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Chiral Building Blocks For New Pharmaceuticals Finally Available In Large Quantities

Date:
February 4, 2008
Source:
Wiley-Blackwell
Summary:
Through a combination of one biotechnological and one chemical step, and starting from sunflower oil, scientists have devised a large-scale synthesis of (2R-3S)-isocitric acid, the last intermediate in the citric acid cycle to become available in bulk quantities. Smaller, easily accessible chiral compounds are useful building blocks for the synthesis of complex natural products and are interesting starting materials for the pharmaceutical industry. Isocitric acid makes available a new assortment of such chiral building blocks.

Through a combination of one biotechnological and one chemical step, and starting from sunflower oil, A. Giannis and co-workers from the University of Leipzig, have devised a large-scale synthesis of (2R-3S)-isocitric acid, the last intermediate in the citric acid cycle to become available in bulk quantities.

The citric acid cycle, one of the most important metabolic processes in our bodies, was formulated in 1937. Since then, all of the intermediates have been produced in multigram quantities—with one exception, (2R,3S)-isocitric acid. Athanassios Giannis and his team at the University of Leipzig have finally done it. Their process, a combination of one biotechnological and one chemical step, starts with sunflower oil, a renewable starting material. Isocitric acid and its derivatives thus become accessible on a kilogram scale.

In the citric acid cycle, acetyl CoA, formed in the breakdown of lipids, sugars, and amino acids, is used to produce energy that is biochemically available to an organism. Carbon dioxide and water are produced in this process. This reaction mechanism is named after one of the intermediate products, the anion of citric acid.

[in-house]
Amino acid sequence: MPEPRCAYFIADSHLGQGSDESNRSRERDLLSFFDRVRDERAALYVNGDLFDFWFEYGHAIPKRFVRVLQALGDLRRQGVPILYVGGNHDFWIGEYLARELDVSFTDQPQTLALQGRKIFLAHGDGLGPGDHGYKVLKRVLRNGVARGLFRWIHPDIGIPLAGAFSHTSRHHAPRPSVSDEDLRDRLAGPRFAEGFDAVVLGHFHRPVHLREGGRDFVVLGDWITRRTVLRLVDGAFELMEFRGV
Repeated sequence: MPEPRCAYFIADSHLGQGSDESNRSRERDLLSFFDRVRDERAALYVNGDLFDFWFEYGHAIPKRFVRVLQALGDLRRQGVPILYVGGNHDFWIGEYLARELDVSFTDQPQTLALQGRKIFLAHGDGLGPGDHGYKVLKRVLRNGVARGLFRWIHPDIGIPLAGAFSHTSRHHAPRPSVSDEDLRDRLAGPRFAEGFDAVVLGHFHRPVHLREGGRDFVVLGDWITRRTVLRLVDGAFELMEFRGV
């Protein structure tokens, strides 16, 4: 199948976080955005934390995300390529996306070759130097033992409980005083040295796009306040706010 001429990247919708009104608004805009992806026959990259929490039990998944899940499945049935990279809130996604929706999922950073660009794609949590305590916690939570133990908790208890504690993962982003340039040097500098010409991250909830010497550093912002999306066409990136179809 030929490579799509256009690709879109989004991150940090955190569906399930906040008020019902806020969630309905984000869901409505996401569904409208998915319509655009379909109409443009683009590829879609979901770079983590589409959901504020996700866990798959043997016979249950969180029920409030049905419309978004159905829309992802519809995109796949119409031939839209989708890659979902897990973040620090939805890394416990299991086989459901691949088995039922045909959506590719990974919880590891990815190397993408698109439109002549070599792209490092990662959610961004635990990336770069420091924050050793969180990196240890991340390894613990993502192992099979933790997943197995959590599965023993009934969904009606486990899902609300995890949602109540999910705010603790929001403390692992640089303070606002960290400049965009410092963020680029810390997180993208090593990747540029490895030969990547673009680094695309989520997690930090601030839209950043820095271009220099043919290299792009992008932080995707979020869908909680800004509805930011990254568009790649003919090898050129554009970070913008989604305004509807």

In nature, isocitric acid is always found with its isomer, citric acid. The difference between these two compounds is merely that the hydroxy group (-OH) is bound to a different carbon atom of each molecule. Large-scale separation of the two isomers has not been possible. A fermentative synthesis of the pure compound has also not worked.

Giannis team has now finally done it, thanks to a host of tiny helpers, the yeast Yarrowia lipolytica, which produces isocitrate from refined sunflower oil in previously unachievable yield and in a favorable isocitrate to citrate ratio. After the biomass is filtered out, electrodialysis is used to obtain the pure acids. The researchers use a trick to separate citric acid from isocitric acid: They use methanol to convert the compounds into the corresponding methyl esters. Why does this work? Whereas the citric acid ester crystallizes, the isocitric acid ester is a liquid. Separation then becomes child’s play.

Why was isocitric acid so important to these researchers? Isocitric acid is a compound with chiral centers—carbon atoms with four different groups bound to them. There are always two versions of a chiral center, one being the mirror image of the other. Smaller, easily accessible chiral compounds are useful building blocks for the synthesis of complex natural products and are interesting starting materials for the pharmaceutical industry. Isocitric acid makes available a new assortment of such chiral building blocks.

Journal reference: Syntheses with a Chiral Building Block from the Citric Acid Cycle: (2R,3S)-Isocitric Acid by Fermentation of Sunflower Oil. Angewandte Chemie International Edition. doi: 10.1002/anie.200705000


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Cite This Page:

Wiley-Blackwell. "Chiral Building Blocks For New Pharmaceuticals Finally Available In Large Quantities." ScienceDaily. ScienceDaily, 4 February 2008. <www.sciencedaily.com/releases/2008/02/080204111747.htm>.
Wiley-Blackwell. (2008, February 4). Chiral Building Blocks For New Pharmaceuticals Finally Available In Large Quantities. ScienceDaily. Retrieved September 20, 2014 from www.sciencedaily.com/releases/2008/02/080204111747.htm
Wiley-Blackwell. "Chiral Building Blocks For New Pharmaceuticals Finally Available In Large Quantities." ScienceDaily. www.sciencedaily.com/releases/2008/02/080204111747.htm (accessed September 20, 2014).

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